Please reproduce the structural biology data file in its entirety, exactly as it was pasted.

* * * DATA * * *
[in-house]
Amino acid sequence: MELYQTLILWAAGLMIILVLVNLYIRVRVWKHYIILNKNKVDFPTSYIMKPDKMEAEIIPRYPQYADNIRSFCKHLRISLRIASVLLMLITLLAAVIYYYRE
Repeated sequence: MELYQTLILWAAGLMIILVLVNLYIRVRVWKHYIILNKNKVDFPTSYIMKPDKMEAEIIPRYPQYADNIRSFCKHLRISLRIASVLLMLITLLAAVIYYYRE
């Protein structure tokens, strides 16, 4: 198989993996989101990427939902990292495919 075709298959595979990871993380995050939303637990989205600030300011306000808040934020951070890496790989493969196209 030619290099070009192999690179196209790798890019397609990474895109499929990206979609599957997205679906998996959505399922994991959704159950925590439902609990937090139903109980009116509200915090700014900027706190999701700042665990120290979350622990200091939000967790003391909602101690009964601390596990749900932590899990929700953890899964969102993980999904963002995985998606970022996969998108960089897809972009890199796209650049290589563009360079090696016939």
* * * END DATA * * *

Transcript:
[in-house]
Amino acid sequence: MELYQTLILWAAGLMIILVLVNLYIRVRVWKHYIILNKNKVDFPTSYIMKPDKMEAEIIPRYPQYADNIRSFCKHLRISLRIASVLLMLITLLAAVIYYYRE
Repeated sequence: MELYQTLILWAAGLMIILVLVNLYIRVRVWKHYIILNKNKVDFPTSYIMKPDKMEAEIIPRYPQYADNIRSFCKHLRISLRIASVLLMLITLLAAVIYYYRE
């Protein structure tokens, strides 16, 4: 198989993996989101990427939902990292495919 075709298959595979990871993380995050939303637990989205600030300011306000808040934020951070890496790989493969196209 030619290099070009192999690179196209790798890019397609990474895109499929990206979609599957997205679906998996959505399922994991959704159950925590439902609990937090139903109980009116509200915090700014900027706190999701700042665990120290979350622990200091939000967790003391909602101690009964601390596990749900932590899990929700953890899964969102993980999904963002995985998606970022996969998108960089897809972009890199796209650049290589563009360079090696016939």